German emergency services workers work in the area where a man with an axe attacked passengers on a train near the city of Wuerzburg, Germany early July 19, 2016. REUTERS/Kai Pfaffenbach(reuters_tickers)
BERLIN (Reuters) - More than three-quarters of Germans believe their country will soon be the target of terrorism, a survey showed on Friday, after a 17-year-old asylum-seeker wounded passengers on a train in an axe attack claimed by Islamic State.
Seventy-seven percent expect an attack to happen soon, up from 69 percent two weeks ago, according to the survey compiled by Forschungsgruppe Wahlen for broadcaster ZDF.
Bavarian police shot dead the teenager after he wounded four people from Hong Kong on the train and injured a local resident while fleeing.
German Interior Minister Thomas de Maiziere said investigations suggested he was a "lone wolf" who had been spurred into action by Islamic State propaganda.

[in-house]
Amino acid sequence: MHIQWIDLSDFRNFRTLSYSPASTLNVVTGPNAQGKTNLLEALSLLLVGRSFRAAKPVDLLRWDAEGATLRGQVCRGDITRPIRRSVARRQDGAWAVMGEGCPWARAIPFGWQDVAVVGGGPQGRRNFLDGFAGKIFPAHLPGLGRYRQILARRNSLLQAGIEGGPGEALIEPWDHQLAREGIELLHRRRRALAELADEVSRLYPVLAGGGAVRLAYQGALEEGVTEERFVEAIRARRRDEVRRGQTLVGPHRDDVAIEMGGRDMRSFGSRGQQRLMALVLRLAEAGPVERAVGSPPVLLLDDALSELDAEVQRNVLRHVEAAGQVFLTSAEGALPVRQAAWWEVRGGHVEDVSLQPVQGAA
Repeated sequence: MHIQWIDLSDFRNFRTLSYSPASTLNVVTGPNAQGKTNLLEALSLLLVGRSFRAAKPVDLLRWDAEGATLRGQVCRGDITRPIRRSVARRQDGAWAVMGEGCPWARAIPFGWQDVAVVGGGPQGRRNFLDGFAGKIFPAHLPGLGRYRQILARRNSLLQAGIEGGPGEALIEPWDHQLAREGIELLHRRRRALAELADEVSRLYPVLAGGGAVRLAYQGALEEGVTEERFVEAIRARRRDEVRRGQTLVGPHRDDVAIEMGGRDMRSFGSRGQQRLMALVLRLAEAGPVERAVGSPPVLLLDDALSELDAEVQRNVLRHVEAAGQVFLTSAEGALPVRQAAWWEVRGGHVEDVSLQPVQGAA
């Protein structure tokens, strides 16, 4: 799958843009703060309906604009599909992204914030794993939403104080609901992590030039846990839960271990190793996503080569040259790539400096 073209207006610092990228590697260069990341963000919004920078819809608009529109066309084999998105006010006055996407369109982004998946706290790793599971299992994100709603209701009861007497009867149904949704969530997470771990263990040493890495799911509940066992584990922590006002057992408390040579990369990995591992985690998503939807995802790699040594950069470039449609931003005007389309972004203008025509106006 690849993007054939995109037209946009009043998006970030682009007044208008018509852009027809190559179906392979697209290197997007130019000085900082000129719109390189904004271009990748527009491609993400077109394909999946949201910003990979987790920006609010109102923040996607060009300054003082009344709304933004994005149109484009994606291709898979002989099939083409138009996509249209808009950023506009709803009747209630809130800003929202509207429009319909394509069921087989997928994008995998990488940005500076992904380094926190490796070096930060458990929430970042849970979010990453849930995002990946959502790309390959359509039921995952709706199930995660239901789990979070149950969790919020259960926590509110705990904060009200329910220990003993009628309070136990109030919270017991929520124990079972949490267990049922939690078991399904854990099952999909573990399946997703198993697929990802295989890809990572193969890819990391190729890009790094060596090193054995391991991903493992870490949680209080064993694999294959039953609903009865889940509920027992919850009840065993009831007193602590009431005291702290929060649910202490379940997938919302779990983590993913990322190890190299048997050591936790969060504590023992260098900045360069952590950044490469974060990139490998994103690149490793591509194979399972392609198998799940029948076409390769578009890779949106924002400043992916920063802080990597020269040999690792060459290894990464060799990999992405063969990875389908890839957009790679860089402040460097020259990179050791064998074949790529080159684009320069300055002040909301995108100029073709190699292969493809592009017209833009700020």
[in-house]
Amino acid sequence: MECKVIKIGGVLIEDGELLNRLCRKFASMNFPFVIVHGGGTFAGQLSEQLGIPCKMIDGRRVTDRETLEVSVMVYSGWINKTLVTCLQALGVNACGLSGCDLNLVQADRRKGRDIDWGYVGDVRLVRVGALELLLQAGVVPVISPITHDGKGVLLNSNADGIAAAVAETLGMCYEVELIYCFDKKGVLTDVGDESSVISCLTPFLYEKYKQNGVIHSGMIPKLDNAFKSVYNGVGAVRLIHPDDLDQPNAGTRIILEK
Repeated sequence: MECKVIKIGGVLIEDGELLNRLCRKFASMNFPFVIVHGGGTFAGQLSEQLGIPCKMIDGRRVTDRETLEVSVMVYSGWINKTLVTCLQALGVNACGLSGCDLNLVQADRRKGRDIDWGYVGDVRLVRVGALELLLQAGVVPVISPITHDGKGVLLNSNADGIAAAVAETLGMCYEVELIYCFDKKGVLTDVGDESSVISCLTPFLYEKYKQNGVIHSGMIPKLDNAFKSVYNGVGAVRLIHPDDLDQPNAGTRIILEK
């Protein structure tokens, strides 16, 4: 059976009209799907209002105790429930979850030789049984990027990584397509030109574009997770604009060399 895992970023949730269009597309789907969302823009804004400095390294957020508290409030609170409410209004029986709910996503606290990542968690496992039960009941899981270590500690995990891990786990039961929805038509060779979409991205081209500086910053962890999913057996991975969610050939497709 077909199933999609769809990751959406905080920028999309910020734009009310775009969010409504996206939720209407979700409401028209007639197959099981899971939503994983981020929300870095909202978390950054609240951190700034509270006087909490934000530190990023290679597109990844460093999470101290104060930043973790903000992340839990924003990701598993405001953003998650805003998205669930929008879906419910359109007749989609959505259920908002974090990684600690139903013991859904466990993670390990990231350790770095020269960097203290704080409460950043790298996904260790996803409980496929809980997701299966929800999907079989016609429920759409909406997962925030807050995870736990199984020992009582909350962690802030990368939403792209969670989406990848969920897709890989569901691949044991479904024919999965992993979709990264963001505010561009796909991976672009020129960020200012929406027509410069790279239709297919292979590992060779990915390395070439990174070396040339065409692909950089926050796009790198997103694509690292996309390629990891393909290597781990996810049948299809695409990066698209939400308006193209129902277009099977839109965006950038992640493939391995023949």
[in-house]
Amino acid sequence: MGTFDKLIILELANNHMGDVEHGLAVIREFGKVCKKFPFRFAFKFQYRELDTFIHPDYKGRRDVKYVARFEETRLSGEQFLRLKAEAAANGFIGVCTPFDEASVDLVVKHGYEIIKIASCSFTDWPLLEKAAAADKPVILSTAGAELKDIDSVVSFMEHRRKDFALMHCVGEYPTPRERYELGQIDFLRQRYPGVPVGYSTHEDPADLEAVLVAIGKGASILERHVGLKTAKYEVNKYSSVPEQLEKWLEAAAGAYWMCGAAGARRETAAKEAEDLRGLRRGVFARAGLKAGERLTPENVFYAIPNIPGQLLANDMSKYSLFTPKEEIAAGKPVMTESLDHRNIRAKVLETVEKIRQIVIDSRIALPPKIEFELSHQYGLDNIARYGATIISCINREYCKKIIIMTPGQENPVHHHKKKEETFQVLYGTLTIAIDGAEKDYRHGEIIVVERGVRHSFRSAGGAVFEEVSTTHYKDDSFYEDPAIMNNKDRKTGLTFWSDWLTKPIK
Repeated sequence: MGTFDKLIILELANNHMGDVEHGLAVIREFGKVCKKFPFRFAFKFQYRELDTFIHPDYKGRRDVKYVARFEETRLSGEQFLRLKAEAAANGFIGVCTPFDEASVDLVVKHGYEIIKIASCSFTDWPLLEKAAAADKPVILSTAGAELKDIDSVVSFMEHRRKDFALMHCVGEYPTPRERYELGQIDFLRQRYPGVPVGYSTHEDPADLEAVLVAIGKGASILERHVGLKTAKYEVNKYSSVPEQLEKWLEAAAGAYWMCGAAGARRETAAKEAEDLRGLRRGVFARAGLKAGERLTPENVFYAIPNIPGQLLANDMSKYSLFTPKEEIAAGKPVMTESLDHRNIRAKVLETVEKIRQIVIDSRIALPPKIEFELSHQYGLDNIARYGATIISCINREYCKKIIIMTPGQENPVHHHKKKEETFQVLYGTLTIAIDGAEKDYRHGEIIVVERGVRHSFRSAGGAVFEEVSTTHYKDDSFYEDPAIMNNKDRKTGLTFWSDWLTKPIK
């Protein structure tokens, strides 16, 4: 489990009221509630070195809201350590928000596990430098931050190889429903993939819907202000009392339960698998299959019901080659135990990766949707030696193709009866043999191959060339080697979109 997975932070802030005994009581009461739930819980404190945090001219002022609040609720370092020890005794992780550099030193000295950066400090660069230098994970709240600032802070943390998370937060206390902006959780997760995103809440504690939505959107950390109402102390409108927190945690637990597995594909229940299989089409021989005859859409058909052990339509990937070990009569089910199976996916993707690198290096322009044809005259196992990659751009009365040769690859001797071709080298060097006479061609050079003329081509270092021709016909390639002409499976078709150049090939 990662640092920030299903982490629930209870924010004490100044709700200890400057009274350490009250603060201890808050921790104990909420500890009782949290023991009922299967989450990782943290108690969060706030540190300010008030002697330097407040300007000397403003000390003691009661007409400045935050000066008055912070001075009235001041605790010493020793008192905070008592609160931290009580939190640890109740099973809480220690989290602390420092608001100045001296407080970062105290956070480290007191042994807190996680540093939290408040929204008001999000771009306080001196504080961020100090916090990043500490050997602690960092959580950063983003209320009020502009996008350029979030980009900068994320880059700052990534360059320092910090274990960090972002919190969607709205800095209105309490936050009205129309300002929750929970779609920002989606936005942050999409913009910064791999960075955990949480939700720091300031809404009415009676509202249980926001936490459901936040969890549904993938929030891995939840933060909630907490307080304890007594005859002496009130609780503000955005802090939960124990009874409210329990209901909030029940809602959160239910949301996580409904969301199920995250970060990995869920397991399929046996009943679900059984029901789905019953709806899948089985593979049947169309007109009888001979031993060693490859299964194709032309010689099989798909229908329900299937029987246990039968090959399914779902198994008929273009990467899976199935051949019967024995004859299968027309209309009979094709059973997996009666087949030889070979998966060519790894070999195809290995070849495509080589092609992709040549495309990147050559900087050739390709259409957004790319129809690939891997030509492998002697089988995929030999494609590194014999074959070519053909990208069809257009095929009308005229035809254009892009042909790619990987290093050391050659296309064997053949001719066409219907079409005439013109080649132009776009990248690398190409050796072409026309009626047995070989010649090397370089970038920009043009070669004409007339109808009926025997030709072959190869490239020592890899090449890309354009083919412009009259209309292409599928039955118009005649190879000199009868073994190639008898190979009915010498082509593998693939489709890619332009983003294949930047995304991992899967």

The axe rampage came days after a Tunisian drove a truck into crowds celebrating Bastille Day in the French city of Nice, killing 84 in an attack also claimed by the jihadist group.
German Justice Minister Heiko Maas told Bild newspaper's Friday edition that there was "no reason to panic but it's clear that Germany remains a possible target".
The survey of 1,271 respondents, which showed 20 percent do not expect an attack soon, was conducted during the three days following the train attack.
It also showed 59 percent think enough is being done to protect them from terrorism - almost twice as many as think they should be better protected.
(Reporting by Michelle Martin; editing by John Stonestreet)